Additionally, the legislation aims to help agencies in developing requirements for IT programs. It would create a Federal Infrastructure and Common Application Collaboration Center, which would serve as a focal point for the program and technical expertise necessary for coordinated IT acquisition best practices. The bill’s authors task the center to lead the review of significant or troubled IT investments or acquisitions on the IT Dashboard and provide expert aid when needed.
Connolly said these two provisions, in many respects, epitomize the problems with HealthCare.gov — a lack of accountability and poor requirements development.
“For one thing, I’m not sure if it’s clear that there was somebody in the federal government that was in charge. There was no project director. That was astounding. What could go wrong with that?” he asked sarcastically. “So you had sort of a stovepipped approach even with the private contractors that didn’t bring this all together as a piece. You didn’t have consistent testing to make sure the roll out would be problem-free or mostly problem-free. Warning signs about technical glitches in advance of the roll out were either ignored or dismissed. So as a result, we had what we had. It’s a real management failure. But I do think it’s a great ‘Exhibit A’ for why FITARA might have made a difference and might have at least encouraged a different kind of management mentality about this very important roll out for one of the most transformative pieces of legislation in the last generation.”
Connolly added the CIOs need authority, but there also has to be consistency among project and program managers.
When he worked for a government contractor, he said there was one project that had 17 different federal executives in charge over the three year program.
“We do need to make sure program directors and contract project directors have some real authority. We also have to make sure they have real continuity, whether it’s the CIO that manages that or the agency head. What we do need is to make sure people can stay with a long-term IT investment program for either the life of the program or a good chunk of it,” he said. “Constant turnover is very disruptive and means that you creep that program with other expectations that may or not be formally written in the original request for proposals.”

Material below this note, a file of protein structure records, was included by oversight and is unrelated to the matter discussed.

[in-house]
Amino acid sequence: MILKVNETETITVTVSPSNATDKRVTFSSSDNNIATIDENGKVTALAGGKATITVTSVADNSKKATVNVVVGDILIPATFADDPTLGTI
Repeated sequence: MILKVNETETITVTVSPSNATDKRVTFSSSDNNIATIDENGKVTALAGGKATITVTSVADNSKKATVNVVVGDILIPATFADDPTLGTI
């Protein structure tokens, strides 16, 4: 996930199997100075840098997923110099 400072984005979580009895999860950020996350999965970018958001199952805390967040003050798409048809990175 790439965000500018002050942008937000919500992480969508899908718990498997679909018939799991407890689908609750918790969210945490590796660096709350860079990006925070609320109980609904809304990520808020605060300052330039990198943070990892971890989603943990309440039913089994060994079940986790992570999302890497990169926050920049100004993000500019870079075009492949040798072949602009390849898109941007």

Silent all these months
FITARA would help promote a formal career path for project and program managers by requiring agencies to develop five-year strategic workforce plans that focus on training and development of these employees.
Despite the newfound support from the Senate for FITARA, the White House has yet to show its support.
Connolly said while federal CIO Steve VanRoekel has warmed up to the bill, the Office of Management and Budget more broadly hasn’t discussed it with the House much at all.
“Much of FITARA, frankly, codifies many of the reforms both Steve VanRoekel and his predecessor [Vivek Kundra] advocated for in the early years of the administration,” he said. “This is not an adversarial bill at all, and as I’ve told him both publicly and privately, ‘You’re not going to get a friendlier bill in Congress than this one.’ If I were them, I’d take it and run. OMB is always a problem. They would rather not have Congress mucking around in anything the executive branch does, and they seem to have told us one thing and told the Senate something else. We are trying to straighten that out. I think OMB has to speak with one tongue and quite clearly about if it has concerns identify them and if you don’t, get out of the way.”
Connolly said OMB has not laid out any concerns to him other than “vague legislative interference with the prerogative of the executive branch.”
Instead, he said OMB says everything is fine and they don’t need any more legislation.
“That line may have worked prior to the roll out of the health care website, but that doesn’t pass the giggle test with the public or members of Congress today,” Connolly said. “I have had good conversations with Steve VanRoekel. I have not had any kind of reaction from OMB itself whether they like or don’t like the legislation, and, if they don’t, what is it that bothers you that we possibly could address? They certainly were invited along with other federal agencies to participate in the drafting process.”
Connolly said OMB has let senators know more about its concerns with FITARA.
“That is not playing straight with members of Congress,” he said. “This is an important piece of legislation, and I’m not about to have it damaged in the dark of night by a stiletto.”
A request to OMB for comments on FITARA and Connolly’s criticisms was not returned.